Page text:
"If he doesn't make a mid-course correction here, he's going to lose this Super Bowl," said Peter Navarro, a former White House economic adviser who remains close with Trump and has been urging him to ditch his current legal team and focus his case on the voter fraud allegations that have been dismissed by dozens of judges and state election officials, as well as Trump's former attorney general.
Trump is not expected to make any changes to his team, though David Schoen is expected to take the central role. Senior adviser Jason Miller said the legal team is expected to begin and conclude their argument Friday, using far less than their 16 hours of allotted time.
Even Trump loyalists have been surprised at how tight his grip has remained on the party since leaving office, with those who had rebuffed his attempts to overturn the election being met with fierce anger from the former president's still-loyal base.
But Wednesday's presentation, in particular, was a damning indictment, filled with searing, never-before-seen video and audio of the riot as Trump's supporters violently clashed with police, smashed their way into the Capitol building and roamed the hallowed halls of Congress, menacingly hunting for lawmakers and successfully halting the final tally of electoral votes.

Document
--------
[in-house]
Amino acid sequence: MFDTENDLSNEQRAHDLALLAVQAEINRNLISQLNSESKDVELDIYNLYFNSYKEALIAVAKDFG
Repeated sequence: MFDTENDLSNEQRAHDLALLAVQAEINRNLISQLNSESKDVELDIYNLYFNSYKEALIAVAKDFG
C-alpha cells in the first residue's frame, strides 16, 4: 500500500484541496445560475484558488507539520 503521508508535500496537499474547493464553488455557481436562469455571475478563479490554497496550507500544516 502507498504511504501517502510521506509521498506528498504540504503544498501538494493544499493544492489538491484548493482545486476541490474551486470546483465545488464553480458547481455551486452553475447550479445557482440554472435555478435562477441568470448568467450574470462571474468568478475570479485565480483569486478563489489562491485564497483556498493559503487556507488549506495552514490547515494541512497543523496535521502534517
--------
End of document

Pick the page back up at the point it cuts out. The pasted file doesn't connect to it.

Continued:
That footage was interspliced with Trump's tweets and excerpts from his speeches as the House Democratic prosecutors methodically traced his monthslong effort to undermine his supporters' faith in the election results, convince them the election had been stolen and push them to fight.
Through it all, Trump — who for decades described himself as the ultimate counterpuncher and his own best spokesperson — has been cut off from his former platforms. He has been banned from Twitter and Facebook. He no longer has a White House press corps on standby to chronicle his every utterance.
Even his post-presidential team's effort to communicate via traditional press releases has been hampered by technical difficulties that have resulted in frequent delays in emails landing in reporters' inboxes.
"It changes the dynamics so much, the fact that the president doesn't have that platform," said Scott Walker, the former Wisconsin Republican governor who ran against Trump in 2016, referring to his social media bullhorns.
GOP Sen. Lindsey Graham of South Carolina, a close ally of the president's, said he had stressed to Trump that, while his team "will do better, can do better," what matters is the outcome.
"I reinforced to the president: The case is over. It's just a matter of getting the final verdict now," he said.
Walker said that, in the end, he hoped the trial would help reunite Republicans currently engaged in a fierce debate over the future of the party and the extent to which Trump should be embraced.
"No matter where people are at in terms of the president's claims or concerns about election fraud or anything else, it's really easy for Republicans in the Senate — and for that matter, any Republicans, be they elected or otherwise — to be against the impeachment and basing it on the most fundamental reason, which is just it's a joke to try to impeach somebody who's not in office anymore," he said. "I think that's a great unifier."